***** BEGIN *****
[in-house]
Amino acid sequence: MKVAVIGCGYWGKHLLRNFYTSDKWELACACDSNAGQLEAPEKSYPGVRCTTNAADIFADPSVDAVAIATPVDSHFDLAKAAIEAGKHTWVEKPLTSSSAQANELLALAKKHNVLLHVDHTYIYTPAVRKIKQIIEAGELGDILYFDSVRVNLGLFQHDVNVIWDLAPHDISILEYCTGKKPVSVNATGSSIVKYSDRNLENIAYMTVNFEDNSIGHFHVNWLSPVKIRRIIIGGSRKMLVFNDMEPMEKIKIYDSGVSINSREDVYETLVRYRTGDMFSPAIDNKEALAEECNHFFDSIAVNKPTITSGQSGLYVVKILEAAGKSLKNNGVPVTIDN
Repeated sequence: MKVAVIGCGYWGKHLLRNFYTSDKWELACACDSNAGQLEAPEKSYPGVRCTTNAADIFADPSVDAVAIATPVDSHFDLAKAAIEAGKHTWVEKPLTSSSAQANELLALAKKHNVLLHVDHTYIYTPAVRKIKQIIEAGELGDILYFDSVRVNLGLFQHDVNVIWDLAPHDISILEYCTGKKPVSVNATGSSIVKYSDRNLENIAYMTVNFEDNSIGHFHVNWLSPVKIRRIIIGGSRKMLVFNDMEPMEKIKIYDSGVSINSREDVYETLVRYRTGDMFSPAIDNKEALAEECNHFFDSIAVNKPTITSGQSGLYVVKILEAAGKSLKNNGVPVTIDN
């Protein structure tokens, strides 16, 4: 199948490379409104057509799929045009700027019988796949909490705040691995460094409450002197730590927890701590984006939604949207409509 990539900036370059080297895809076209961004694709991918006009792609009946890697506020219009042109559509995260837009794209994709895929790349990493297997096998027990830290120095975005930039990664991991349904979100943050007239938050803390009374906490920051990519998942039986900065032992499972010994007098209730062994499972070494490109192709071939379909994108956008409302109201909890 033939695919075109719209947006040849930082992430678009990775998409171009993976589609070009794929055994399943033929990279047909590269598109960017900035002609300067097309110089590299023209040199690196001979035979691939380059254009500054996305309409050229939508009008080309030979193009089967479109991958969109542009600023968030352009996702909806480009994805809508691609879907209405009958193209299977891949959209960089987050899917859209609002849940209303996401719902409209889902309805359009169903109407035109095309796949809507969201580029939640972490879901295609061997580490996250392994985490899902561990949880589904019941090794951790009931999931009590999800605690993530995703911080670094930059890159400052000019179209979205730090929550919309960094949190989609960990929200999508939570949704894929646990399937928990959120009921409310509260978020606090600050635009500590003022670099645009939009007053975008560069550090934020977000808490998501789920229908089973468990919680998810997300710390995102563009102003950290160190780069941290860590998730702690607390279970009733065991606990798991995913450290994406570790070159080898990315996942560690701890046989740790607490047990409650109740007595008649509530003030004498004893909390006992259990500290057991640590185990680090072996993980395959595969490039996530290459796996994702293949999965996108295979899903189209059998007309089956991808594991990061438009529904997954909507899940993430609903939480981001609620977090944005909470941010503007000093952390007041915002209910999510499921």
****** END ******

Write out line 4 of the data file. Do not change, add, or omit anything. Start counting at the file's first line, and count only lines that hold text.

């Protein structure tokens, strides 16, 4: 199948490379409104057509799929045009700027019988796949909490705040691995460094409450002197730590927890701590984006939604949207409509 990539900036370059080297895809076209961004694709991918006009792609009946890697506020219009042109559509995260837009794209994709895929790349990493297997096998027990830290120095975005930039990664991991349904979100943050007239938050803390009374906490920051990519998942039986900065032992499972010994007098209730062994499972070494490109192709071939379909994108956008409302109201909890 033939695919075109719209947006040849930082992430678009990775998409171009993976589609070009794929055994399943033929990279047909590269598109960017900035002609300067097309110089590299023209040199690196001979035979691939380059254009500054996305309409050229939508009008080309030979193009089967479109991958969109542009600023968030352009996702909806480009994805809508691609879907209405009958193209299977891949959209960089987050899917859209609002849940209303996401719902409209889902309805359009169903109407035109095309796949809507969201580029939640972490879901295609061997580490996250392994985490899902561990949880589904019941090794951790009931999931009590999800605690993530995703911080670094930059890159400052000019179209979205730090929550919309960094949190989609960990929200999508939570949704894929646990399937928990959120009921409310509260978020606090600050635009500590003022670099645009939009007053975008560069550090934020977000808490998501789920229908089973468990919680998810997300710390995102563009102003950290160190780069941290860590998730702690607390279970009733065991606990798991995913450290994406570790070159080898990315996942560690701890046989740790607490047990409650109740007595008649509530003030004498004893909390006992259990500290057991640590185990680090072996993980395959595969490039996530290459796996994702293949999965996108295979899903189209059998007309089956991808594991990061438009529904997954909507899940993430609903939480981001609620977090944005909470941010503007000093952390007041915002209910999510499921």